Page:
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Djokovic: Becker has shown me how to be true champion

By Paul Newman

Novak Djokovic dismissed Richard Gasquet to set up the chance to match Boris Becker's three Wimbledon titles 30 years on from his German coach's breakthrough triumph.

Top seed Djokovic stormed past Frenchman Gasquet 7-6 (7/2) 6-4 6-4 to book his 17th grand slam final appearance, and the opportunity to defend his 2014 title.

Djokovic will now meet Roger Federer in his fourth Wimbledon final, arriving largely unruffled in his third successive major tournament showdown. The 28-year-old Serbian admitted he was "living the dream".

"If you look at the names of the legends and elite group of players who are playing the finals of this great event, it's a great honour and privilege to be out there, but I need to keep on going," said Djokovic.

"I'm definitely living the dream, here at Wimbledon on the most renowned tennis court in the world.

"I try to take the best of myself and I have a responsibility to play well - and I'm just glad to reach another final."

Djokovic revealed his mentor lives every point while spurring him on, ahead of a re-run of last year's final.

Djokovic can also emulate Becker's feat of retaining the Wimbledon crown this weekend, and hailed the German's pivotal influence in his backroom staff.

"Boris, for sure he's got a different motivation now than he had when he was playing," said Djokovic after dispatching Gasquet.

"But he's going through the emotions with me like when he was playing, at least that's what we talk about and that's what he tells me.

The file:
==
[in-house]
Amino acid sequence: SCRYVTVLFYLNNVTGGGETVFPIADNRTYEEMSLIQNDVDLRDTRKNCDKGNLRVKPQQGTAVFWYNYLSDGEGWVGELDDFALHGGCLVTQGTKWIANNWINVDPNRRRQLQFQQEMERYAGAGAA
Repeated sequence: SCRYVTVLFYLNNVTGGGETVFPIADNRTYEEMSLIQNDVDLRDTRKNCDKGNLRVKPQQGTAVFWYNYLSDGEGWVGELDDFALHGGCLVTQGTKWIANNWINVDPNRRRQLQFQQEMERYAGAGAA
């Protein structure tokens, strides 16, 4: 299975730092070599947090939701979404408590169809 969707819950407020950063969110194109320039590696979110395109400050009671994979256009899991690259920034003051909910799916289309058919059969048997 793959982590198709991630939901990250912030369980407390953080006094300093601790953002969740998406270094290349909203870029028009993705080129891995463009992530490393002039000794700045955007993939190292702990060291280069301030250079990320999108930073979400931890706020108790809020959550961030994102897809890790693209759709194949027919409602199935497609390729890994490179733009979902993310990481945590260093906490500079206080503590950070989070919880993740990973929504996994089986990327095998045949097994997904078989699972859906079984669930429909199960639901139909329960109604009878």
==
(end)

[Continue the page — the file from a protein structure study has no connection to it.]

"I can see that. There are times when he doesn't sleep well before the big match, stuff like this.

"It's just the connection, the link that you make between the two. There has to be that kind of chemistry in order to really deliver, you know, team wise, something that you want."

A teenage Becker wowed the Wimbledon crowds en route to his first title in 1985, before returning to defend that crown a year later.

Now the 47-year-old has forged a formidable off-court coaching career with Djokovic, propelling him to five of the seven grand slam finals during their partnership.

Eight-time major champion Djokovic insisted Becker shows as few weaknesses as a coach as he did as a player - and is keen for that to rub off on him.

"He's extremely tough mentally, always was - as a player, now as a coach. We only talk about that after the match is over or tournament is over.

"We talk about it a little bit. He never shows his weakness, I think that's one of the characteristics and virtues that helped him to be a champion.

"We are a team, we do this together even though I'm an individual athlete on the court and by myself, trying to win.

"Regardless of who is on the court, in my box, supporting me or not, I need to do my job.

"We put ourselves in a position to fight for another grand slam trophy.

"The continuity is giving us a lot of hope, belief and a reason to believe that everything we're doing is for the right cause."

Belfast Telegraph


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